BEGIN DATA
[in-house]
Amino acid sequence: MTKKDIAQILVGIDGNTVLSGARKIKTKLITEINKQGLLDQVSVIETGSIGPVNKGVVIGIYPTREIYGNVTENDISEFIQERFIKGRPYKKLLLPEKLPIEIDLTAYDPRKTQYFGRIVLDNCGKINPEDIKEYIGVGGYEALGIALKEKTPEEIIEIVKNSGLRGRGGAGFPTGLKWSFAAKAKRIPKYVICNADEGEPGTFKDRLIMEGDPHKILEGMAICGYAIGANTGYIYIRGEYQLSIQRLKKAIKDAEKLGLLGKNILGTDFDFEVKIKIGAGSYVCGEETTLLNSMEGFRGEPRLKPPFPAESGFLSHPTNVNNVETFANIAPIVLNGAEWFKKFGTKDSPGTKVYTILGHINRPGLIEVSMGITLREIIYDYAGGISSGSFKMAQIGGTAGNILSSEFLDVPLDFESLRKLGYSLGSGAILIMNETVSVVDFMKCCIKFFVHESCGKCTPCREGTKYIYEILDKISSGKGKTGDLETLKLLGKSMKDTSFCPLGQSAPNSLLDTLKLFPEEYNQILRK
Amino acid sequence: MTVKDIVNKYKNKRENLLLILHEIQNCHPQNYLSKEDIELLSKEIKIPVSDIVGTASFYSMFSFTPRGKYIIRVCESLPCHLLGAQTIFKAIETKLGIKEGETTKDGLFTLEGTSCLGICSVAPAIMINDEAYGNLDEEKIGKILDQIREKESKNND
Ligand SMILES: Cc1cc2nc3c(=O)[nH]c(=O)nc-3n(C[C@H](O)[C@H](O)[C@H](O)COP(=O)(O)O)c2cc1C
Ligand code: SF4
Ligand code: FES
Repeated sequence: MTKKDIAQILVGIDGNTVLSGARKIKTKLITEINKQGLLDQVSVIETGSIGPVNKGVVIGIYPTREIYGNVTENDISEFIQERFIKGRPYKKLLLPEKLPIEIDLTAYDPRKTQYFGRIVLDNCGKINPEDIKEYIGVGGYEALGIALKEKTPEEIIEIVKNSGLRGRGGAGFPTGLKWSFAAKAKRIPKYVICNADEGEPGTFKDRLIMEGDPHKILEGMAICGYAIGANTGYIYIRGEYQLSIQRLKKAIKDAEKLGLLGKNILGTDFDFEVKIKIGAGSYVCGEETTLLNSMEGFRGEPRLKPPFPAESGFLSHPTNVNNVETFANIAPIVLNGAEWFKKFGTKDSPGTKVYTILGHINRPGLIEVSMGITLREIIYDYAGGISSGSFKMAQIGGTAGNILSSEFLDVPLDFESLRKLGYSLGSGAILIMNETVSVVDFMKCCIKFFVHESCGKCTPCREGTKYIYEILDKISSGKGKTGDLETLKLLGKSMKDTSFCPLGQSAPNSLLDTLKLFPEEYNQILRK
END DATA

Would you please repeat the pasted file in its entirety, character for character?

[in-house]
Amino acid sequence: MTKKDIAQILVGIDGNTVLSGARKIKTKLITEINKQGLLDQVSVIETGSIGPVNKGVVIGIYPTREIYGNVTENDISEFIQERFIKGRPYKKLLLPEKLPIEIDLTAYDPRKTQYFGRIVLDNCGKINPEDIKEYIGVGGYEALGIALKEKTPEEIIEIVKNSGLRGRGGAGFPTGLKWSFAAKAKRIPKYVICNADEGEPGTFKDRLIMEGDPHKILEGMAICGYAIGANTGYIYIRGEYQLSIQRLKKAIKDAEKLGLLGKNILGTDFDFEVKIKIGAGSYVCGEETTLLNSMEGFRGEPRLKPPFPAESGFLSHPTNVNNVETFANIAPIVLNGAEWFKKFGTKDSPGTKVYTILGHINRPGLIEVSMGITLREIIYDYAGGISSGSFKMAQIGGTAGNILSSEFLDVPLDFESLRKLGYSLGSGAILIMNETVSVVDFMKCCIKFFVHESCGKCTPCREGTKYIYEILDKISSGKGKTGDLETLKLLGKSMKDTSFCPLGQSAPNSLLDTLKLFPEEYNQILRK
Amino acid sequence: MTVKDIVNKYKNKRENLLLILHEIQNCHPQNYLSKEDIELLSKEIKIPVSDIVGTASFYSMFSFTPRGKYIIRVCESLPCHLLGAQTIFKAIETKLGIKEGETTKDGLFTLEGTSCLGICSVAPAIMINDEAYGNLDEEKIGKILDQIREKESKNND
Ligand SMILES: Cc1cc2nc3c(=O)[nH]c(=O)nc-3n(C[C@H](O)[C@H](O)[C@H](O)COP(=O)(O)O)c2cc1C
Ligand code: SF4
Ligand code: FES
Repeated sequence: MTKKDIAQILVGIDGNTVLSGARKIKTKLITEINKQGLLDQVSVIETGSIGPVNKGVVIGIYPTREIYGNVTENDISEFIQERFIKGRPYKKLLLPEKLPIEIDLTAYDPRKTQYFGRIVLDNCGKINPEDIKEYIGVGGYEALGIALKEKTPEEIIEIVKNSGLRGRGGAGFPTGLKWSFAAKAKRIPKYVICNADEGEPGTFKDRLIMEGDPHKILEGMAICGYAIGANTGYIYIRGEYQLSIQRLKKAIKDAEKLGLLGKNILGTDFDFEVKIKIGAGSYVCGEETTLLNSMEGFRGEPRLKPPFPAESGFLSHPTNVNNVETFANIAPIVLNGAEWFKKFGTKDSPGTKVYTILGHINRPGLIEVSMGITLREIIYDYAGGISSGSFKMAQIGGTAGNILSSEFLDVPLDFESLRKLGYSLGSGAILIMNETVSVVDFMKCCIKFFVHESCGKCTPCREGTKYIYEILDKISSGKGKTGDLETLKLLGKSMKDTSFCPLGQSAPNSLLDTLKLFPEEYNQILRK